1 For examples see Otano, Rafael, Nueva crónica de la transición (Santiago: LOM, 2006)Google Scholar; Robinson, William I., Promoting Polyarchy: Globalization, US Intervention, and Hegemony (Cambridge: Cambridge University Press, 1998), p. 172Google Scholar; Loveman, Brian, Chile: The Legacy of Hispanic Capitalism, 3rd ed. (Oxford: Oxford University Press, 2001), p. 300Google Scholar; Oxhorn, Philip, ‘Where Did All the Protesters Go?: Popular Mobilization and the Transition to Democracy in Chile’, Latin American Perspectives, 21: 3 (1994)CrossRefGoogle Scholar; González, Francisco E., Dual Transitions from Authoritarian Rule: Institutionalized Regimes in Chile and Mexico, 1970–2000, (Baltimore, MD: John Hopkins University Press, 2008)Google Scholar; Huneeus, Carlos, El régimen de Pinochet (Santiago: Editorial Sudamericana, 2000)Google Scholar.

2 Interview with Palomo (FPMR central region commander), 14 March 2009.

3 Collier, Ruth Berins, Paths Towards Democracy: The Working Class and Elites in Western Europe and South America (Cambridge: Cambridge University Press, 1999)CrossRefGoogle Scholar.

4 Drake, Paul and Jaksic, Iván (eds.), The Struggle for Democracy in Chile (London: University of Nebraska Press, 1991), p. 7Google Scholar.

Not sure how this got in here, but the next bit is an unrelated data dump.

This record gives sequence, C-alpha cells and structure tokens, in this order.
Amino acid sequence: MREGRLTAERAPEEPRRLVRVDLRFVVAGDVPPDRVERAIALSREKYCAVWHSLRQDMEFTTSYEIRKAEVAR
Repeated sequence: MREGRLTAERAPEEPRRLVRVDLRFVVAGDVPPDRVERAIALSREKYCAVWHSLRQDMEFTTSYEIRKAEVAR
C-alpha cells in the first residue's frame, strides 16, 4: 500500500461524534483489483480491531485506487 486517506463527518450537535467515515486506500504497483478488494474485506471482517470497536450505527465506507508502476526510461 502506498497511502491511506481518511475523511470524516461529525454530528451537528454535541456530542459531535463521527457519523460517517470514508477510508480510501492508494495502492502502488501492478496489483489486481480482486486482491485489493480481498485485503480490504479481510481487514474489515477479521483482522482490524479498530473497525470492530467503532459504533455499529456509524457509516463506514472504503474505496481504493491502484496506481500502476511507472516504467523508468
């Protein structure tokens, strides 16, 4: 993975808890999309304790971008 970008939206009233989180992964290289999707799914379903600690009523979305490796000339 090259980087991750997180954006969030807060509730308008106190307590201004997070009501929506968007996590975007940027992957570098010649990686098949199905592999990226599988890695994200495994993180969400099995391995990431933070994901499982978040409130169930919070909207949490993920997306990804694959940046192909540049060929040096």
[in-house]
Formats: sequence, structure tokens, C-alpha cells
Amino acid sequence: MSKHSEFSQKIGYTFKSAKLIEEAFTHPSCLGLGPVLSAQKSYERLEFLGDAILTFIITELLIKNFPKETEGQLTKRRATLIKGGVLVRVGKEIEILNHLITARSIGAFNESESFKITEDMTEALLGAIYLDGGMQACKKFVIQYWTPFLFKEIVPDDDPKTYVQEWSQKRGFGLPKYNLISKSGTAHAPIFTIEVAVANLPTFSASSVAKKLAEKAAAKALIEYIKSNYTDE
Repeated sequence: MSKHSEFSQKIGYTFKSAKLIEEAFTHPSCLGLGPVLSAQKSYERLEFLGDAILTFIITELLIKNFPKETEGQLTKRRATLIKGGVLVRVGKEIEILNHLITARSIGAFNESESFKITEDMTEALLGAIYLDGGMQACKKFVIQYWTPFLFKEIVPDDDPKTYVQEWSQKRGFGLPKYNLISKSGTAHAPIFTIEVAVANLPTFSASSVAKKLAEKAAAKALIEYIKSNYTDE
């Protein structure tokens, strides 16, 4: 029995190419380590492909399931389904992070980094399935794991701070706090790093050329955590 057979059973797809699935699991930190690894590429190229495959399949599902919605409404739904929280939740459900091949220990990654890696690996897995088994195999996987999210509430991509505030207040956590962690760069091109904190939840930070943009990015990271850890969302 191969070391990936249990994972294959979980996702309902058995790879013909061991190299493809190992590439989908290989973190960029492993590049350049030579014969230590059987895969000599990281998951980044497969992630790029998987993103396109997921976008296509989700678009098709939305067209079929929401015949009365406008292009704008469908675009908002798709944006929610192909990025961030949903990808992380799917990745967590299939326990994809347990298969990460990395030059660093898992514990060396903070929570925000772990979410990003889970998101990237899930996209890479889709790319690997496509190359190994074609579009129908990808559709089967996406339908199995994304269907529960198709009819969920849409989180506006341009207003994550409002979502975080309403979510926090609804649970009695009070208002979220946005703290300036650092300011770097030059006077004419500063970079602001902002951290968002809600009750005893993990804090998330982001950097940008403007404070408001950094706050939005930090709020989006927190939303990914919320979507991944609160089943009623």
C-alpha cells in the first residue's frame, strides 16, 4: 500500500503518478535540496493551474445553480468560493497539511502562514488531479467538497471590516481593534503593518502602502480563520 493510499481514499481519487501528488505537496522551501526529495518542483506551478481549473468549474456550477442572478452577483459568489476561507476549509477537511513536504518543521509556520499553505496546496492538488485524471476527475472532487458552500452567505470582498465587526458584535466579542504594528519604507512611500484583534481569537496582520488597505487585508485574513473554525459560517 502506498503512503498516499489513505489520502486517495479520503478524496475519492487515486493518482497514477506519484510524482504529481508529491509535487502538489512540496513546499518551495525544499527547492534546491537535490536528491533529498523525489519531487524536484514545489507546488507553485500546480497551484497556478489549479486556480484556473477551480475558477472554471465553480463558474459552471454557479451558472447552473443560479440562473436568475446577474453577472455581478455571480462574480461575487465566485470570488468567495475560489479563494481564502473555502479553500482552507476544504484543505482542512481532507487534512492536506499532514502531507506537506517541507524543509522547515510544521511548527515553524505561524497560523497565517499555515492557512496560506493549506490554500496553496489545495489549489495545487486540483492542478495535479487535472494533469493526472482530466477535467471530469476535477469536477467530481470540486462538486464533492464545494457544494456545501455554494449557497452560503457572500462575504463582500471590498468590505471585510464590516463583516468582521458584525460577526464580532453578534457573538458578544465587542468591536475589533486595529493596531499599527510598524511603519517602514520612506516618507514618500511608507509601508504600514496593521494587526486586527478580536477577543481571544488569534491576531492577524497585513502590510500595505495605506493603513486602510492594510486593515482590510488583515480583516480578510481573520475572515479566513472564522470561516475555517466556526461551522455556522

5 See Carlos Huneeus, El régimen de Pinochet, pp. 236–8, also p. 501.

6 Wiarda, Howard J., American Foreign Policy Toward Latin America in the 80s and 90s (New York: New York University Press, 1992), p. 314Google Scholar; Cohn, Elizabeth and Nojeim, Michael J., ‘Promoting Democracy’ in Dent, David W. (ed.), US-Latin American Policymaking: A Reference Handbook (Westport, CT: Greenwood Press, 1995), p. 462Google Scholar; Robinson, Promoting Polyarchy, chap. 2.

7 Hodges, Donald C., Intellectual Foundations of the Nicaraguan Revolution (Austin: University of Texas Press, 1986), pp. 246–50Google Scholar.

8 Carothers, Thomas, In the Name of Democracy: US Policy Toward Latin America in the Reagan Years (Oxford: University of California Press, 1991), p. 160Google Scholar.

9 See Bawden, John R.Cutting off the Dictator: The United States Arms Embargo of the Pinochet Regime, 1974–1988’, Journal of Latin American Studies, 45: 3 (2013), pp. 513–43CrossRefGoogle Scholar; Carlos Portales, ‘External Factors and the Authoritarian Regime’, in Drake and Jaksic (eds.), The Struggle for Democracy in Chile.

10 See Wood, Elisabeth, Forging Democracy from Below: Insurgent Transitions in South Africa and El Salvador (Cambridge: Cambridge University Press, 2000)Google Scholar.

11 For a more detailed account see Furci, Carmelo, The Chilean Communist Party and the Road to Socialism (London: Zed, 1984)Google Scholar; Roberts, Kenneth M., Deepening Democracy: The Modern Left and Social Movements in Chile and Peru (Stanford: Stanford University Press, 1998), p. 86Google Scholar.

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13 See Jobet, Julio César, Historia del Partido Socialista de Chile (Santiago: Ediciones Documentas, 1987)Google Scholar.

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15 Enríquez, Miguel, ‘Algunos antecedentes del Movimiento de Izquierda Revolucionaria, MIR’, in Miguel Enríquez y el proyecto revolucionario en Chile, ed. Naranjo, Pedro et al. (Santiago: LOM, 1971)Google Scholar.

16 Quiroga, El GAP. p. 35; Interview with Patán (a member of the PS military apparatus, the ELN and Allende's GAP, and later member of the PS Central Committee) 9 Feb. 2009.